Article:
Kasabian interview from 2004

In 1994 I interviewed a very new band called Kasabian. Their ambition has since been proven and they have made some of the best modern British rock n roll records with an ambition and swagger that can be all too rare. After Oasis split they have become the biggest band in the UK and are about to release their forth album…

With a Manc swagger and a Mancunian confidence not seen since the heyday of the Gallaghers or the Stone Roses Kasabian could easily be the latest export from the rainy city. Infact they come from Leicester; Britain’s tenth biggest city is not noted for its musical heritage – Engelbert Humperdinck and Showadywady and a smattering of grebo bands are its sum total in fifty years of rock n roll – till now.

Named after the getaway driver from the Manson murders, Kasabian are very much the product of growing up with music mad parents – a diet of the Beatles and The Stones leading onto classic band as gang British pop. Think back to the euphoric rush of the Stone Roses and the Happy Mondays, think back to prime time Oasis, the gonzoid chemical dark rush of Primal Scream– its that street swagger and very British street rock n roll, music for the people by the people kinda thing. A tradition of bands that remain classic bands long, long after the media moves on zoning in on the next craze.

Kasabian are in this mould. They talk the walk like the Gallaghers, they are big chums with the ever hip to beat ex Roses bass hero Mani, they have the Primals electronic scuzz mixed in with their Oasis attitude and big chorus attitude, they may come from Leicester but they feel like a late eighties Manchester crew updated into the ultrasonic new millennium and they rock.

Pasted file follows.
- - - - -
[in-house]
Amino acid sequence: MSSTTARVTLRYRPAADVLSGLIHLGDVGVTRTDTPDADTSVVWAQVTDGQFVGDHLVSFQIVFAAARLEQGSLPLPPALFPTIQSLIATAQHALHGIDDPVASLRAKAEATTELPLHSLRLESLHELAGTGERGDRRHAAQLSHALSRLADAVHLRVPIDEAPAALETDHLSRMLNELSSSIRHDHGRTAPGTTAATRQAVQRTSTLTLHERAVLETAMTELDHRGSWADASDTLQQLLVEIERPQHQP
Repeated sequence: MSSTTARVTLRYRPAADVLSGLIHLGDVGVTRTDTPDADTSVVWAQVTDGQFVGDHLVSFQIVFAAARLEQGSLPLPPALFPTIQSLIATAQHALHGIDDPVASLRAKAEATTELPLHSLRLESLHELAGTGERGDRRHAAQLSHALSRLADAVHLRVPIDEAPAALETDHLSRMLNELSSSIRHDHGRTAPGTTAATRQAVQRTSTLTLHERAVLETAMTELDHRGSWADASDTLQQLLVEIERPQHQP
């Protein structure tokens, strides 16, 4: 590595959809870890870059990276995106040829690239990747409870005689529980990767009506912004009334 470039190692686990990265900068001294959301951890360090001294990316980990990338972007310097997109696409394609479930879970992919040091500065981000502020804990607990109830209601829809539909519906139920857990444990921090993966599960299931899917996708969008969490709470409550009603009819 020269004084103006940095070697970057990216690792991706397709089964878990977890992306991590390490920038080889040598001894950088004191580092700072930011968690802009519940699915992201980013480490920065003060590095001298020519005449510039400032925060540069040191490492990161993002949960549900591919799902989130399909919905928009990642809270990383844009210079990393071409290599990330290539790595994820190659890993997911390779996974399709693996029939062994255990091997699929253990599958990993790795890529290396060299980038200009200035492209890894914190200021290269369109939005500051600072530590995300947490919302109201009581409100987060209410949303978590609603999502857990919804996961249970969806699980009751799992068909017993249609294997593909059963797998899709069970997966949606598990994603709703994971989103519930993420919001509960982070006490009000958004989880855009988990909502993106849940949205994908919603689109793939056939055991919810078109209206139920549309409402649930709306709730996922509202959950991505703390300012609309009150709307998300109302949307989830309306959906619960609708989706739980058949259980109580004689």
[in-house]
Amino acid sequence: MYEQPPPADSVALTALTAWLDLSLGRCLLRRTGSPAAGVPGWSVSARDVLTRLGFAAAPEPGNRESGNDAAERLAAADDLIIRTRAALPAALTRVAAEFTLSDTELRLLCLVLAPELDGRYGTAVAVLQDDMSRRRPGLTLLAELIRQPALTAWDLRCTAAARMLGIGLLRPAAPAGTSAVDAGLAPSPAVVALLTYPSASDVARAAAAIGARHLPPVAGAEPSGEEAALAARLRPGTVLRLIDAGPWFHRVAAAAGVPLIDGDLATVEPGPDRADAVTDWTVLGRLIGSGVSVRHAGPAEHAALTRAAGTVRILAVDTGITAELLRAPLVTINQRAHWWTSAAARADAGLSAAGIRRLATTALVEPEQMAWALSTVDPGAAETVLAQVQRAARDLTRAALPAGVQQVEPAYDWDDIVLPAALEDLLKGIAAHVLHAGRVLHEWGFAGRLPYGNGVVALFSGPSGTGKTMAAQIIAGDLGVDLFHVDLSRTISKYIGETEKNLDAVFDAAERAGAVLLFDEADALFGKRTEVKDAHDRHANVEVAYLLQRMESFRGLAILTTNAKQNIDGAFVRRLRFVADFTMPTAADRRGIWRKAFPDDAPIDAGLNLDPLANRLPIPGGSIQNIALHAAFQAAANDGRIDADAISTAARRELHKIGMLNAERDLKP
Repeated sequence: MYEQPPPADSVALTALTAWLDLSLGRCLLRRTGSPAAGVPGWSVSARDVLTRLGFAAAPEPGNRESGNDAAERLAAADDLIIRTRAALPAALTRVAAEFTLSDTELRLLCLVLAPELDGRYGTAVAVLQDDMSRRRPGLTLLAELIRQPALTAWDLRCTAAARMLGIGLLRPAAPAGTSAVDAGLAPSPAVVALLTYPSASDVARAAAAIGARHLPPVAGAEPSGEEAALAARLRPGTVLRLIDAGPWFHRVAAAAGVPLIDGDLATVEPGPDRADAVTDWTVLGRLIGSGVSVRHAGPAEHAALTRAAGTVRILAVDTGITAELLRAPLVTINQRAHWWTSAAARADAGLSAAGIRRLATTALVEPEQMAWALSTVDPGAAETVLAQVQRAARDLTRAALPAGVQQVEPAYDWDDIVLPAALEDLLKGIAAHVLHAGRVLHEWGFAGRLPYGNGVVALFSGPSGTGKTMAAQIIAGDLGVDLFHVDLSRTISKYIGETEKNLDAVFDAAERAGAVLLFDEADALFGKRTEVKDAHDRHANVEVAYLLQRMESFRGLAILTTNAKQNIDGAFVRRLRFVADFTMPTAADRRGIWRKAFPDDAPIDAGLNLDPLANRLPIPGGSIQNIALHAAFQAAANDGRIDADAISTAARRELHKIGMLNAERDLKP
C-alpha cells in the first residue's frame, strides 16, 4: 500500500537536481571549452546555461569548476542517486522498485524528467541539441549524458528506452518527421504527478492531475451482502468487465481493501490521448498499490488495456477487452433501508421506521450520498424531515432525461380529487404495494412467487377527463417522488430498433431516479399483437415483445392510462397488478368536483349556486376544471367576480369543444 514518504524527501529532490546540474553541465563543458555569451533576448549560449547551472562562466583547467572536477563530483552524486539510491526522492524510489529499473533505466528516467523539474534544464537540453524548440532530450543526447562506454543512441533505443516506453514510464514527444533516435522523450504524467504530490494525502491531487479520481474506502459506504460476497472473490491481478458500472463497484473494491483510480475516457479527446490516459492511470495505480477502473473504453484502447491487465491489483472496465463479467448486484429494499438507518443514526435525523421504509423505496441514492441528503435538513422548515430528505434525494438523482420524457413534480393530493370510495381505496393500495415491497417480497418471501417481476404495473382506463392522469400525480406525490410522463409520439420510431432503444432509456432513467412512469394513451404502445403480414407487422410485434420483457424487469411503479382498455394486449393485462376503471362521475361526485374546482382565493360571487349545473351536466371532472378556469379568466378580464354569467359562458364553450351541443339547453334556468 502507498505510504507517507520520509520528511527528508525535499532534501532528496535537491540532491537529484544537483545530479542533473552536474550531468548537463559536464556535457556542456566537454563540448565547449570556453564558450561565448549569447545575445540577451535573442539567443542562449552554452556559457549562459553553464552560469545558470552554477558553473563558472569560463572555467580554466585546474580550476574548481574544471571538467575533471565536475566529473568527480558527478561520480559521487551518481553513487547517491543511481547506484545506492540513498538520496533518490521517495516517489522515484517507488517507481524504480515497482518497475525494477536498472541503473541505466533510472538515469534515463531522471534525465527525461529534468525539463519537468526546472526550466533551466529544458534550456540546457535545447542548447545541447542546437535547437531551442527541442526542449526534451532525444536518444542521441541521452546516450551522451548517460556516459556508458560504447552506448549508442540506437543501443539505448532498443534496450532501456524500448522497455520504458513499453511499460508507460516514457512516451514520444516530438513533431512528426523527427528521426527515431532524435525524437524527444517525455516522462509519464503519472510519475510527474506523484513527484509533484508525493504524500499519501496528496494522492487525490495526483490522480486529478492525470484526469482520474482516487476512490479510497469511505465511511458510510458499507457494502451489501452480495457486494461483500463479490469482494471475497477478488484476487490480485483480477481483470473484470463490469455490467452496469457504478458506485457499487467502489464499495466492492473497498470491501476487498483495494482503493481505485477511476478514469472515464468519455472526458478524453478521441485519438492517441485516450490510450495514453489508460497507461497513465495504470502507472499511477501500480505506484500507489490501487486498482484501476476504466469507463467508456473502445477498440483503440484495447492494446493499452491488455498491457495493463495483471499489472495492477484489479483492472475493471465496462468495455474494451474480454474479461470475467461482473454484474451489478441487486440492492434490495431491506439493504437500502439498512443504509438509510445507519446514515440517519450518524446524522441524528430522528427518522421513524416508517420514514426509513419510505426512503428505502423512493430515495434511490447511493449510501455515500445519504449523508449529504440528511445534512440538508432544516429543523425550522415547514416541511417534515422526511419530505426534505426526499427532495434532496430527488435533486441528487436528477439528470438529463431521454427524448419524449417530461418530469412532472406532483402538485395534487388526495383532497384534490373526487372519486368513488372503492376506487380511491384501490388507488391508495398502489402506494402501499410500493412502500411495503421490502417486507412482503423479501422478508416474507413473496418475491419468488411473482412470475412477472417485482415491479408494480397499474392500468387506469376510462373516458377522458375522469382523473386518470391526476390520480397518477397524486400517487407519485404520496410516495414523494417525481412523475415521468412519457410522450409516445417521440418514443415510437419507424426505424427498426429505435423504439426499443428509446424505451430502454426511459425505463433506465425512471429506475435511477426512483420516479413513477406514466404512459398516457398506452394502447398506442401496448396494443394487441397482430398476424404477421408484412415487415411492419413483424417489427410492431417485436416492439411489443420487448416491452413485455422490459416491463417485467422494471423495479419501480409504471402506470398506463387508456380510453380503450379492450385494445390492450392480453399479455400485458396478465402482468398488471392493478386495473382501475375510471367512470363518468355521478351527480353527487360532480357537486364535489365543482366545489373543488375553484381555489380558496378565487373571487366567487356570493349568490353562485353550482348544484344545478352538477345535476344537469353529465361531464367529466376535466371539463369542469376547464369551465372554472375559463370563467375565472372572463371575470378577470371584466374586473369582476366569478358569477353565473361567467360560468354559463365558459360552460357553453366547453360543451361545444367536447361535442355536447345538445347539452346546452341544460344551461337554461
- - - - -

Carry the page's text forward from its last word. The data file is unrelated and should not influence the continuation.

”ËœEveryone thinks that we are from Manchester and thats not a big problem, but we are proud of our roots – we support Leicester City and like coming from there. Its bang in the middle of the country its the north and the south mixed together.’ explains frontman Tom Meighan.

How come the band seems to have taken off so quickly?

”ËœI think its down to attitude. Its the way that we are honest and if people don’t like it we don’t care.’ laughs Tom who oozes the kind of confidence that makes this kind of schtick work effortlessly. ”ËœWe are not a London trendy band. We are real.’ he spits.

The band who formed four years ago, rented a farmhouse near Leicester and attempted to write anthems like their heroes Oasis, and then on getting blown away by Primal Screams astonishing electro rock n roll they bunged a computer into the mix- giving their sound a neo Krautrock flavour, they also took note of Primal Scream bassman Mani’s driving bass attack and got into Joy Division’s bass driven assault. Mixed together they make the kind of pop that sits in the top ten and looks really really out of place, its dark moody stuff but also uplifting and oozing that uplifting rabble rousing soul power that makes all this corner of British rock n roll so damn great.